We deliver between 15 and 30 projects a year for our partners.
Central Scotland Green Network Trust (CSGNT) and South Lanarkshire Council have just completed work on a woodland creation project on the edge of Calderglen Country Park to enhance the environmental and landscape quality of the area.
The new Trough Linn woodland spans an 18.86 hectare site which comprises of almost 38,000 broadleaved and coniferous trees, including Juniper and Aspen due to their priority species status in the area.
The project also involved the removal of stands of non-native conifers from the mature woodland in Calderglen Country Park to enable re-planting with native species.
The £130,000 project has been developed by CSGNT in partnership with South Lanarkshire Council and supported with funding from the Scottish Rural Development Programme, with the aim of extending the woodland habitat network and increasing the biodiversity value of the local area. The planting has also opened up the possibility for the future extension of the path network from the neighbouring Calderglen Country Park.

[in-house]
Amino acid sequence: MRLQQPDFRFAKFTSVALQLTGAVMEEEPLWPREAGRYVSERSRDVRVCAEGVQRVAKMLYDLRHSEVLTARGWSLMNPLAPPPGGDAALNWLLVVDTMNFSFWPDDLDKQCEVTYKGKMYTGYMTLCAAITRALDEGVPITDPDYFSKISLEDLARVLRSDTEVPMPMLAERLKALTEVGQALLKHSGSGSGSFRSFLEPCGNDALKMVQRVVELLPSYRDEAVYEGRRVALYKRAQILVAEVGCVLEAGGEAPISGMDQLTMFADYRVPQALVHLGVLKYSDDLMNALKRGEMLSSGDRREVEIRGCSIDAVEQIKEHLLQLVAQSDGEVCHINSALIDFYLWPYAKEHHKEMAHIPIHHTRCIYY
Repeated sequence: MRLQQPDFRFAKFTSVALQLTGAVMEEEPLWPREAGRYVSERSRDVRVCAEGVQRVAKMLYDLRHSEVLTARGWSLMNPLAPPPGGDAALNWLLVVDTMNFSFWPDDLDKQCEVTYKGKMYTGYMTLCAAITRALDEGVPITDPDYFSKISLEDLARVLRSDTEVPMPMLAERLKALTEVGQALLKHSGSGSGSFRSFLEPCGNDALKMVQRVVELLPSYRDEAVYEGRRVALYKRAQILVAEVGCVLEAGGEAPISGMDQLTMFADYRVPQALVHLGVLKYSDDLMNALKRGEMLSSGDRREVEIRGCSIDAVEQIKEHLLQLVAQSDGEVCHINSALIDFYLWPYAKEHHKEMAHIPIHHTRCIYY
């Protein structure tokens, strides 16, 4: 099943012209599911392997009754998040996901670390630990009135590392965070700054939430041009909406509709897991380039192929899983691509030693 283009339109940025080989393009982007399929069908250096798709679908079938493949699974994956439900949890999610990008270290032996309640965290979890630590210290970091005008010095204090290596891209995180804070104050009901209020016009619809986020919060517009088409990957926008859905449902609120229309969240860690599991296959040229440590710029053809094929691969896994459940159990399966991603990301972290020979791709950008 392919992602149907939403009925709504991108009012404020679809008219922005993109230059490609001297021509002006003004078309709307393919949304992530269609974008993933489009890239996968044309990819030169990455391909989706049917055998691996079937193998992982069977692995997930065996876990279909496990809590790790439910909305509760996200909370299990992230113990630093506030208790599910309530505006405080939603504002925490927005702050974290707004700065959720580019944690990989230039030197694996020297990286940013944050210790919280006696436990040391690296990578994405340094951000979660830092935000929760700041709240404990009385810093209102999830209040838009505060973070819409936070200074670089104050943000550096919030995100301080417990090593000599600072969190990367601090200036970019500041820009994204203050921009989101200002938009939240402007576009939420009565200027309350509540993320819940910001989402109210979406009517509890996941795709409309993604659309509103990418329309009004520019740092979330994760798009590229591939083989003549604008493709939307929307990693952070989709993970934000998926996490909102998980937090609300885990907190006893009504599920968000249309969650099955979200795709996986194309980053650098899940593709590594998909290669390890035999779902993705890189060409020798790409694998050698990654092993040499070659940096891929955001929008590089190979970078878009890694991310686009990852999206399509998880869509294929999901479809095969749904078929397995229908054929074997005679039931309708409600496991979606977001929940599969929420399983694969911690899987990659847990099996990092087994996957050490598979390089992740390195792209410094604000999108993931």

The new woodland will help central Scotland to play a role in the challenge against climate change. Trees absorb carbon dioxide and breathe out oxygen so after 50 years this woodland could have locked away approximately 10,475 tonnes of carbon dioxide and provided us all with cleaner air to breathe.
CSGNT’s mission is to drive forward the delivery of Europe’s largest greenspace initiative, the Central Scotland Green Network (CSGN), and Simon Rennie, Chief Executive of CSGNT explained the importance of projects such as Trough Linn in South Lanarkshire.
“CSGNT supports a wide range of environmental enhancements across the central belt of Scotland to increase woodland creation in the area. The new Trough Linn woodland will boost local biodiversity and improve habitat networks, as well as helping to mitigate climate change.”
Stephen Kelly, Head of Facilities, Waste and Grounds Services at South Lanarkshire Council said: “South Lanarkshire’s ancient woodlands are nationally important and are one of Scotland’s richest wildlife habitats. This new woodland represents a 30% increase in the native woodland at Calderglen and will be of great value to local wildlife and people. South Lanarkshire Council and South Lanarkshire Leisure and Culture Ltd. would like to thank the Central Scotland Green Network Trust for their help in delivering this project and securing the funding from the Scottish Rural Development Programme.”